The following provides a general overview of the funding available to the City.
City Capital Fund
Established in fiscal year 2019 as a way to prioritize the maintenance and improvement of our public infrastructure, facilities and equipment.
Drinking Water State Revolving Fund Loan Program
A low-interest loan program, administered cooperatively between the Oklahoma Water Resources Board (OWRB) and the Oklahoma Department of Environmental Quality (ODEQ), to assist communities with public water supply infrastructure construction projects.
Electric Rate Stabilization Fund
A portion of the revenues generated by the electric utility are transferred from the Stillwater Utilities Authority (SUA) Operating Fund to the Electric Rate Stabilization Fund each year to be used to fund capital projects of the electric utility. The Electric Rate Stabilization Fund was established in March 1988.
Federal grants are a form of financial assistance from a federal agency and are used to carry out a public purpose authorized by a law of the United States. Grants may be received directly from a federal granting agency or as a pass-through from a state agency and often require the local government to provide matching funds.
The General Fund is the primary operating fund of the City. All general tax revenues and other receipts not allocated by law or some other contractual agreement to other funds are accounted for in the General Fund. The principal sources of revenue for this fund include sales tax and franchise taxes, licenses and permits, fines and forfeitures, and fees.
Of the 4.0% sales tax received, 1.0% is transferred to the Stillwater Utilities Authority and 1.0% is transferred to the Transportation Sales Tax Fund. Expenditures from this fund include general administration, public safety, transportation, parks and recreation, library, and development services.
Property taxes finance General Obligation Bonds, which voters approve for specific capital projects. It is a common misconception that property taxes help pay for the City's core services.
Although this is true in many states, cities and towns in Oklahoma are not allowed to levy property taxes for day-to-day operations.
SUA Operating Fund
The electric utility is operated under the Stillwater Utilities Authority. Revenues generated to provide electric services to its customers are reinvested in the electric system. The principal source of revenue is the charge to customers for electric service which is comprised of two components: an electric customer service charge and an energy charge based on metered consumption.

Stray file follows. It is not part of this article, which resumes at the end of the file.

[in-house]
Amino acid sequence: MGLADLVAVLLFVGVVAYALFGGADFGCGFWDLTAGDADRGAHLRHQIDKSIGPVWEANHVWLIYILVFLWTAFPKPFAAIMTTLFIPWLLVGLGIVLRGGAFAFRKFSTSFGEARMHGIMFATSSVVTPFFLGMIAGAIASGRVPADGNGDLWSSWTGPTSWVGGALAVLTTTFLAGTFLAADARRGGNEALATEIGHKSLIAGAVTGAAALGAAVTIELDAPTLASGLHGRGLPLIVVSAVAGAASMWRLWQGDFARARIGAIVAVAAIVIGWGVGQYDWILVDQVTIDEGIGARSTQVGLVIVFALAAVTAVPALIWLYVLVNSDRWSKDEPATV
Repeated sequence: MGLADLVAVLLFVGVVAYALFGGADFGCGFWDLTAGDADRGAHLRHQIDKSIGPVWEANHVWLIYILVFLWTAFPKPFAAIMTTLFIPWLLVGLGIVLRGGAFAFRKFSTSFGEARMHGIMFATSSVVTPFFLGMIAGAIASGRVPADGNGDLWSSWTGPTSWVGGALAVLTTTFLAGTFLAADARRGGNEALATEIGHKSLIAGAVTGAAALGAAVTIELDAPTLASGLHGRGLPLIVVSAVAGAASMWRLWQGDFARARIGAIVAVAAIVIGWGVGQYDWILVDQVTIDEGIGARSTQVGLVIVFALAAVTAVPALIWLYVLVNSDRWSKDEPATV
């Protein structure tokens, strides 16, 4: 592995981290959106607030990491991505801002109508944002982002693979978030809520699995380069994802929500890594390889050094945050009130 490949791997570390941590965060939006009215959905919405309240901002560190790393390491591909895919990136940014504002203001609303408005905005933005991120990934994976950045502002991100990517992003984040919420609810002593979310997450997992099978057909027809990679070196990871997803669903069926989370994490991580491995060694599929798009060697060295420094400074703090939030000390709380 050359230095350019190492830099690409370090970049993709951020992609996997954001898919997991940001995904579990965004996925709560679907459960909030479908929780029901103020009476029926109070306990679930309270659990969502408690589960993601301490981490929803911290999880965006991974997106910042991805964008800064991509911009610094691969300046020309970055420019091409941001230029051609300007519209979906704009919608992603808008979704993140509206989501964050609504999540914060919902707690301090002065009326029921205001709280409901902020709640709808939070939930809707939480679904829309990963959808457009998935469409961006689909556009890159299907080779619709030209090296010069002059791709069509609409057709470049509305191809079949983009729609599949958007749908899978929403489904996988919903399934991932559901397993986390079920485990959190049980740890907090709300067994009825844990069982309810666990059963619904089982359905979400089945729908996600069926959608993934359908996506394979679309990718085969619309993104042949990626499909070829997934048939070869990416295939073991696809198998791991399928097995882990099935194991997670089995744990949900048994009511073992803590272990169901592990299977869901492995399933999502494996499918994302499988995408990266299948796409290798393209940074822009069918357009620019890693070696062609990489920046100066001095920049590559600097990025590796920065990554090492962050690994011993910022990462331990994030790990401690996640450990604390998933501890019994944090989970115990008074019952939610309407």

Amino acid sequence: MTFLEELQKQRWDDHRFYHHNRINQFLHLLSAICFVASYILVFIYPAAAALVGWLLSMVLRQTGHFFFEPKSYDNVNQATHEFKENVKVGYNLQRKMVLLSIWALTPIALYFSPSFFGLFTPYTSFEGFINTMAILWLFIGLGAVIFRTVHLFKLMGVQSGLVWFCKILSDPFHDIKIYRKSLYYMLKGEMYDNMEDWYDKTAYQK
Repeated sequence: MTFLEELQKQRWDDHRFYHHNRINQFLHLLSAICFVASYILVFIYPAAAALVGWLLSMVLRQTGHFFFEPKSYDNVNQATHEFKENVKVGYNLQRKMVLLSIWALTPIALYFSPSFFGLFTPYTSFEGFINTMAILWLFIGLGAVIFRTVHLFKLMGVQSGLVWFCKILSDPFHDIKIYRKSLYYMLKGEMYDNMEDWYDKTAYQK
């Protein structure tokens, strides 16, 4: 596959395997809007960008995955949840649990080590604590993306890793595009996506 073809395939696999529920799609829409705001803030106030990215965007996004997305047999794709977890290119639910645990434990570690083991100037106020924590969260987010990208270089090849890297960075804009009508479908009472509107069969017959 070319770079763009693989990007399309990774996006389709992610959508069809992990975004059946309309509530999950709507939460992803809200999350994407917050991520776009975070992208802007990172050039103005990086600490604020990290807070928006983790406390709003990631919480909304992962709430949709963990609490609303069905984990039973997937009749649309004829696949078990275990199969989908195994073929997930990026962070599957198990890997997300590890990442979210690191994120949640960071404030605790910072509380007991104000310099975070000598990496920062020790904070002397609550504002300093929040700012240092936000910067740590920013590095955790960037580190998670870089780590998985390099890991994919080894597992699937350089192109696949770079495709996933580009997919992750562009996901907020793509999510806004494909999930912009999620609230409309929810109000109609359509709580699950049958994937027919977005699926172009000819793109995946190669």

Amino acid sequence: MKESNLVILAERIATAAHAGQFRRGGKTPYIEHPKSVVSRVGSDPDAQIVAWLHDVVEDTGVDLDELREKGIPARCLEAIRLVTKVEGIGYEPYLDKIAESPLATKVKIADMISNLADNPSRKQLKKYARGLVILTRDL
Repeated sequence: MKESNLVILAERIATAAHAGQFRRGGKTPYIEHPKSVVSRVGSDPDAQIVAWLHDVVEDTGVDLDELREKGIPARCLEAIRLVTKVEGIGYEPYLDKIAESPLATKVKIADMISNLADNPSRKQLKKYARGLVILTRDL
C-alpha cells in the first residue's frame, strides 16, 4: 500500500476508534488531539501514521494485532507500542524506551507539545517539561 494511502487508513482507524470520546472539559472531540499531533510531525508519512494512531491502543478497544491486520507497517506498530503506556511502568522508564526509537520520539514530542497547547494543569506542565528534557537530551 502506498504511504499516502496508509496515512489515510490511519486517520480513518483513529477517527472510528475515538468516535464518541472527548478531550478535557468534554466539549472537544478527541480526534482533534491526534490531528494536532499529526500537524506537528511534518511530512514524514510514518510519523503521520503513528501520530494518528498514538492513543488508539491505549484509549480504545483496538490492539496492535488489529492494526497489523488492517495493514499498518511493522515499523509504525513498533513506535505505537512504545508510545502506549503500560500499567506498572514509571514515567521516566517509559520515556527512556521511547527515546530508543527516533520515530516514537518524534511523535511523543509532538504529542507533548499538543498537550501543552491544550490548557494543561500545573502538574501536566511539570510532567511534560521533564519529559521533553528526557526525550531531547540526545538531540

Rates are also based on service type and may include demand charges and/or seasonal variations in the energy charge. Other electric revenues include service connection fees and power generation capacity and energy payments.
Transportation Sales Tax Fund
A 1.0% sales tax was approved by voters in 2001 and extended in 2006 and again in 2015 (set to expire on September 30, 2026) for the purpose of funding transportation improvements. The sales tax is collected by the Oklahoma Tax Commission and remitted to the City's General Fund in the month following receipt by the tax commission. The City immediately transfers the 1.0% tax to this fund upon receipt.
The wastewater utility is operated under the Stillwater Utilities Authority. All revenues generated to provide wastewater services to its customers are reinvested in the wastewater system.
The principal source of revenue is the charge to customers for wastewater service which is comprised of two components: a wastewater customer service charge based on the water meter size and a wastewater volumetric charge based on the water usage. Other wastewater revenues include capacity fees and new water closet fees.
The water utility is operated under the Stillwater Utilities Authority. All revenues generated to provide water services to its customers are reinvested in the water system. The principal source of revenue is the charge to customers for water service which is comprised of two components: a water customer service charge based on the meter size and a water volumetric charge based on metered consumption.
Other water revenues include capacity fees, charges for new water meters, and water tower rental income.